Legislators fight wage increase

Proponents say higher minimum would be beneficial to the economy

— A proposal by the governor to significantly raise the state’s minimum wage has been given a cold reception this week by 7th and 12th District lawmakers.

Gov. Jay Inslee announced Tuesday during his State of the State address that Washington should boost its minimum wage — already the highest in the nation — another $1.50 to $2.50 an hour.

Rep. Joel Kretz, R-7th District, said Inslee has a lot of ideas, but has not delivered specifics about how to turn them into reality. Kretz said he’s more concerned with creating jobs than worrying about the minimum wage.

“I just reject the idea that minimum wage is supposed to be a living wage,” Kretz said.

However, Okanogan County Community Action Council Executive Director Lael Duncan said the perception that people who are making minimum wage want to work part time or are young people without experience is not accurate.

She said she sees a higher minimum wage as an overall positive to the economy.

“I don’t want it to be something that is a negative impact on small businesses,” she said, but pointed out that people making higher wages would have more disposable income, thus allowing more money for discretionary items and be better suited to meet financial obligations and pay off existing creditors.

Rep. Shelly Short, R-7th District, said a higher minimum wage would be particularly tough on small business owners, where the cost of labor is already one of the largest expenses.

“I think that’s the wrong thing to do,” Short said. “It’s not that I don’t want folks to do better, but… to do that as we’re trying to come out of a recession, I think people are going to lose jobs, or they’re going to go to part time.”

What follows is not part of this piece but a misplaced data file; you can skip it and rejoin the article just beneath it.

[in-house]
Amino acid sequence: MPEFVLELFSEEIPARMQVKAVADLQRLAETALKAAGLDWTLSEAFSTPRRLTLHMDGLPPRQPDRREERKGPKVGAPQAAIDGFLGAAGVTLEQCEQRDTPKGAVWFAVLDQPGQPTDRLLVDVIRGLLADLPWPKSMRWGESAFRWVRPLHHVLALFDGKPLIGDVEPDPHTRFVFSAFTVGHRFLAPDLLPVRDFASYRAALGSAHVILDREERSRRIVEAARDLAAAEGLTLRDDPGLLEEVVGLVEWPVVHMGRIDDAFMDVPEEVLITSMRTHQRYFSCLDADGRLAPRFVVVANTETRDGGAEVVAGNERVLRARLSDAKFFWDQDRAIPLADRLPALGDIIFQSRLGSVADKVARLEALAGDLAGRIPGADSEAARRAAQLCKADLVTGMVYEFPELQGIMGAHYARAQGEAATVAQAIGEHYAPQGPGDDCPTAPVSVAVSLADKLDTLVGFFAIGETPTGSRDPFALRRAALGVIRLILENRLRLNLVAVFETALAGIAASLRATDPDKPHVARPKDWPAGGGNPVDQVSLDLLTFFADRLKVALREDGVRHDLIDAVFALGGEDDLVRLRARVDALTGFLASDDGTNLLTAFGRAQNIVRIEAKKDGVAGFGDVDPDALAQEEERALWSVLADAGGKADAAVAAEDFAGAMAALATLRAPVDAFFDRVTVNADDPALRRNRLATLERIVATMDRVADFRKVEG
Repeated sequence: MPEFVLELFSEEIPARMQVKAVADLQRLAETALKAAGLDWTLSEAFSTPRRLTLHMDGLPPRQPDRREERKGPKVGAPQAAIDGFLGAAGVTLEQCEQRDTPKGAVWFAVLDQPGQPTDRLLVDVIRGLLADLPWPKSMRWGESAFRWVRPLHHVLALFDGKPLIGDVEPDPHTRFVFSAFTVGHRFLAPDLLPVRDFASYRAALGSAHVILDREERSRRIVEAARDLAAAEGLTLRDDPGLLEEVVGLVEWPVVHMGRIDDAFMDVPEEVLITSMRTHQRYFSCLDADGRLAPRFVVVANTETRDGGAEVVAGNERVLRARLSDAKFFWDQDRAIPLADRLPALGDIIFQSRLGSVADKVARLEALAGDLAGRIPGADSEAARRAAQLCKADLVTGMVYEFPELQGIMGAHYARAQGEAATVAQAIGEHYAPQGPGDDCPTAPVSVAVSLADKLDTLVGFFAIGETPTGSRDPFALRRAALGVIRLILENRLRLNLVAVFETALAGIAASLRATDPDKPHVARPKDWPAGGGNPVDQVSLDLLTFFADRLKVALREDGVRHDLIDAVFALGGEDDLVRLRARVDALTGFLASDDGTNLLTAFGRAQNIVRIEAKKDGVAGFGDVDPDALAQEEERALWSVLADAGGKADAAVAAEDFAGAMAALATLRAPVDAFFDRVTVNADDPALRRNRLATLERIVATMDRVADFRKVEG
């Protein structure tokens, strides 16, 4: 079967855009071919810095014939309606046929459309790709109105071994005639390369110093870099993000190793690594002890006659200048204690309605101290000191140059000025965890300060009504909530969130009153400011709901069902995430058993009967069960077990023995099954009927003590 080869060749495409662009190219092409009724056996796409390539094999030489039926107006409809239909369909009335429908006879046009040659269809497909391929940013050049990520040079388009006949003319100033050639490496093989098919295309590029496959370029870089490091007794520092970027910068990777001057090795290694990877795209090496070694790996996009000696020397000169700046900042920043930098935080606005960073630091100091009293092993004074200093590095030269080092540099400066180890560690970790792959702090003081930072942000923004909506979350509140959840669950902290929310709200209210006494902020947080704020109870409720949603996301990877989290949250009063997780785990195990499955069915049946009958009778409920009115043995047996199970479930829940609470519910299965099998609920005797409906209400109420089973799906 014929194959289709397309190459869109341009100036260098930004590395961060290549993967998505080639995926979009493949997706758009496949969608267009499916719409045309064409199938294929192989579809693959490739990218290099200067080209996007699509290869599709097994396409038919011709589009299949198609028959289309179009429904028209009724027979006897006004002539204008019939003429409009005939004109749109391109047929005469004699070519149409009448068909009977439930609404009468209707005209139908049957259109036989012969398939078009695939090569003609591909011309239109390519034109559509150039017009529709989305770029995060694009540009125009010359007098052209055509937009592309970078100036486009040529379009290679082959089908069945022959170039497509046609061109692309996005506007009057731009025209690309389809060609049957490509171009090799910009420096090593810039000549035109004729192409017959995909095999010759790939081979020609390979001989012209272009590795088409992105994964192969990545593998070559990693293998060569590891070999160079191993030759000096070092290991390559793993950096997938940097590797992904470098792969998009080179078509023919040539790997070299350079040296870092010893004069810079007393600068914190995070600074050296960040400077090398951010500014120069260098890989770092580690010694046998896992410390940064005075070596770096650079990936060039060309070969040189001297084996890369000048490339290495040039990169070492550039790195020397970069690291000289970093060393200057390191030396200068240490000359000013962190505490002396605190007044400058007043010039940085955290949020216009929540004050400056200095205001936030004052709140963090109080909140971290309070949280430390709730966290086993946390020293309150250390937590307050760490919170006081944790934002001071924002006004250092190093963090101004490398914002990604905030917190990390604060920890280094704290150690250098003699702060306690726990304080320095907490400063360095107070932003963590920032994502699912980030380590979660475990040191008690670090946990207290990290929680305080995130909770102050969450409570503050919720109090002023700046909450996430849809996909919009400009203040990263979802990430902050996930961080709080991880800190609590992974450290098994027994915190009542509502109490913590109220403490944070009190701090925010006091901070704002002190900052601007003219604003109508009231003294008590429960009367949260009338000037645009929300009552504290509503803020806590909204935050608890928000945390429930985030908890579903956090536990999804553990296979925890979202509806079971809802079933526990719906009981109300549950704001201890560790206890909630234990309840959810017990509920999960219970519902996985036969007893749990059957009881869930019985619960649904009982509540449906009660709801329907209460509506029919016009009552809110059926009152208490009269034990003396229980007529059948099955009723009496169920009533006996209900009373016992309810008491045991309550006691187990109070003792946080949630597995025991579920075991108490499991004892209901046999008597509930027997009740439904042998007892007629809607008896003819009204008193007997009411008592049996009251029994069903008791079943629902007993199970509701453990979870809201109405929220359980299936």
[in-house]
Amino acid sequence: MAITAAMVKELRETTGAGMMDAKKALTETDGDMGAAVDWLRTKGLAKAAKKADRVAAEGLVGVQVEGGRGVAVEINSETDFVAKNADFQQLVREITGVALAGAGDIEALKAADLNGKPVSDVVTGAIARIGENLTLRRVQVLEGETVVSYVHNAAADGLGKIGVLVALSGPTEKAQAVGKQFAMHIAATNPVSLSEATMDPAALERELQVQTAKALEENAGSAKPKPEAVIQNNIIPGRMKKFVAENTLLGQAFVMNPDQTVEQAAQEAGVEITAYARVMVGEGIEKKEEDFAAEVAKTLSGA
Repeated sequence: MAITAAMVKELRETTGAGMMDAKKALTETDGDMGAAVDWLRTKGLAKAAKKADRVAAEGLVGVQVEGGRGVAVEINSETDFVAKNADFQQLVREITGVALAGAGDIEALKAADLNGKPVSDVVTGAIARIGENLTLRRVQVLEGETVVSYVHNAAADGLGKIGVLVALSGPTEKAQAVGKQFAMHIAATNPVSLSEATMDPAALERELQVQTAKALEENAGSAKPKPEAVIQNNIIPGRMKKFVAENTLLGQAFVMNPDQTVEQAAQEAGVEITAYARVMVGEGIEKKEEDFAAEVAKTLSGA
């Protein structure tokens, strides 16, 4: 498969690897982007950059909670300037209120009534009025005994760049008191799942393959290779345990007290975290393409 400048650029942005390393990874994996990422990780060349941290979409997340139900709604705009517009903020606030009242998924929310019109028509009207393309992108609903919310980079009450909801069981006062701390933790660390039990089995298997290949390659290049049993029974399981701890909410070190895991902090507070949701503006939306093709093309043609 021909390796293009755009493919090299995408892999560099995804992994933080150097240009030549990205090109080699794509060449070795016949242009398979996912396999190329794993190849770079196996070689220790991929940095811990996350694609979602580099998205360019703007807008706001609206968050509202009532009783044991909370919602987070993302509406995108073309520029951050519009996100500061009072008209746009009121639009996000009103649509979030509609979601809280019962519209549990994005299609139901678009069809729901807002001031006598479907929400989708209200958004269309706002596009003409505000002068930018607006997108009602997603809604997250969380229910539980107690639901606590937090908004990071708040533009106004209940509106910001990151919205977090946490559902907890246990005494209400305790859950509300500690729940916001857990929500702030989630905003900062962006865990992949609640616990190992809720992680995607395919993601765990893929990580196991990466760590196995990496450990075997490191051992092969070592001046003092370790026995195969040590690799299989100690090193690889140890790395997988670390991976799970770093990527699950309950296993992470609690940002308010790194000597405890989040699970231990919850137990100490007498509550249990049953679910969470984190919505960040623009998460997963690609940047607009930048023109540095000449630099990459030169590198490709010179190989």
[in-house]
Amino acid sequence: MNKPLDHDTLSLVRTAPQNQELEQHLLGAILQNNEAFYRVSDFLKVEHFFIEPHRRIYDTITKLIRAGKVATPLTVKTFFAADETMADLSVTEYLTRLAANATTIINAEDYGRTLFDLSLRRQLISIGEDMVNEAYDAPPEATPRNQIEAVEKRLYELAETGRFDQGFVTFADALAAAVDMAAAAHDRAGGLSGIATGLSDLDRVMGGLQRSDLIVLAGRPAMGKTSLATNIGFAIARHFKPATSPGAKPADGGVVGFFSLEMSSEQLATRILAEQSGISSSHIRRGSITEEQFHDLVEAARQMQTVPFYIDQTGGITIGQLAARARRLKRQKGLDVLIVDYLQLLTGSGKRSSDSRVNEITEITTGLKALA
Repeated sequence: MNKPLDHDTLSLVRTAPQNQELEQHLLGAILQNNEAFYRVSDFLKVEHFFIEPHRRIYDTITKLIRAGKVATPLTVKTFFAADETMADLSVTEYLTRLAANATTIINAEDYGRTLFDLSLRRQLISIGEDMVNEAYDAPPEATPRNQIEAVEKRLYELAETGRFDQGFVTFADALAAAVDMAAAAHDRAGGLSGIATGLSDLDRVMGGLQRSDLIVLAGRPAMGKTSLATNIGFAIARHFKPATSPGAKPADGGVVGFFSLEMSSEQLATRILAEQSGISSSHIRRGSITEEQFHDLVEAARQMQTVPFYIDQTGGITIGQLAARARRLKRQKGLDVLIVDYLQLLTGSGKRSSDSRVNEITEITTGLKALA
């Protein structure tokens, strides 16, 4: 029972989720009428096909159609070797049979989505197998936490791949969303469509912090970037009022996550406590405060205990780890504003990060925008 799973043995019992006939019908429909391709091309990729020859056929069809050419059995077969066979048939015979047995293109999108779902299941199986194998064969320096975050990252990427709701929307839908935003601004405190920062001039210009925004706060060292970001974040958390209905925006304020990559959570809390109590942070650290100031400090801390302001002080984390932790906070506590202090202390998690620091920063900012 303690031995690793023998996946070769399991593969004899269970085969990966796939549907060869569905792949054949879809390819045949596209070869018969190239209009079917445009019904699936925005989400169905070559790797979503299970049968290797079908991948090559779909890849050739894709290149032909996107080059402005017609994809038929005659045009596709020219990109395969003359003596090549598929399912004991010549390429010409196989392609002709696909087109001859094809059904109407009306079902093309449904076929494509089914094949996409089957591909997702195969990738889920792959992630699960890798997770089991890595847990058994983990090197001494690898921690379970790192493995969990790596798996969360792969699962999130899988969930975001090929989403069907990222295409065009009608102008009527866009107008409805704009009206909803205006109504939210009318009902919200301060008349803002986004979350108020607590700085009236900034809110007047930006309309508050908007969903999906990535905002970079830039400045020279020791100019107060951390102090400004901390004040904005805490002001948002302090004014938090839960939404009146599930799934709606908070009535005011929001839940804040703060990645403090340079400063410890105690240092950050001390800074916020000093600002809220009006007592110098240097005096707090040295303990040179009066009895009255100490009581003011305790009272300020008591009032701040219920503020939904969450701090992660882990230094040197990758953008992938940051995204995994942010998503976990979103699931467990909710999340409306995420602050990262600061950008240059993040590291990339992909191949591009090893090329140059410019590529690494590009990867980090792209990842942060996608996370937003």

Kretz pointed to the minimum wages of neighboring states.

“We’re already $2 higher than Idaho,” he said. “If we make it $3, $4, $5 more, what’s that going to do? I’m not a supporter of it.”

Short said she’s not convinced that a higher minimum wage equates to a higher quality of life.

“We know when you raise minimum wage, the cost of goods goes up,” she said.

Duncan said small businesses that are struggling to keep employees at the current minimum wage would be affected by an increase, but she said she would hope higher wages would also bring more customers in for those same businesses to possibly increase revenue.

Short also said there’s a great deal of uncertainty among businesses with the implementation of the Affordable Care Act. A higher minimum wage would only add to that shakiness, she said.

“The governor should lead the way in making our state more business-friendly, not driving business out of our state,” said Rep. Brad Hawkins, R-12th District. “Many small businesses operate with a very thin margin. They can either employ fewer people and pay them more or employ more people and pay them a little less. I think having more people working is much better for our state.”

Sen. Brian Dansel, R-7th District, said he “respectfully disagrees with the governor’s proposal to raise the minimum wage.

“Higher wages mean higher costs to employers which ultimately results in lost jobs,” Dansel said.


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